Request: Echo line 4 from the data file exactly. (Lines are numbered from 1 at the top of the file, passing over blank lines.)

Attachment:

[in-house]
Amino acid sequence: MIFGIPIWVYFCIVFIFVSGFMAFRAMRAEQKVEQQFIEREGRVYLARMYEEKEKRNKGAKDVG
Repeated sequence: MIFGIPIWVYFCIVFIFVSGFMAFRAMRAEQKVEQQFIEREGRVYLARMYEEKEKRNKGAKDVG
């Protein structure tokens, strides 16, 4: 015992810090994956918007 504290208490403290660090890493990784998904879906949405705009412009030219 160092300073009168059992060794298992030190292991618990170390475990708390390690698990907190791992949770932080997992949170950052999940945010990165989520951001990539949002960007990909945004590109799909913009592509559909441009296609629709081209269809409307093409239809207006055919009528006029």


């Protein structure tokens, strides 16, 4: 015992810090994956918007 504290208490403290660090890493990784998904879906949405705009412009030219 160092300073009168059992060794298992030190292991618990170390475990708390390690698990907190791992949770932080997992949170950052999940945010990165989520951001990539949002960007990909945004590109799909913009592509559909441009296609629709081209269809409307093409239809207006055919009528006029």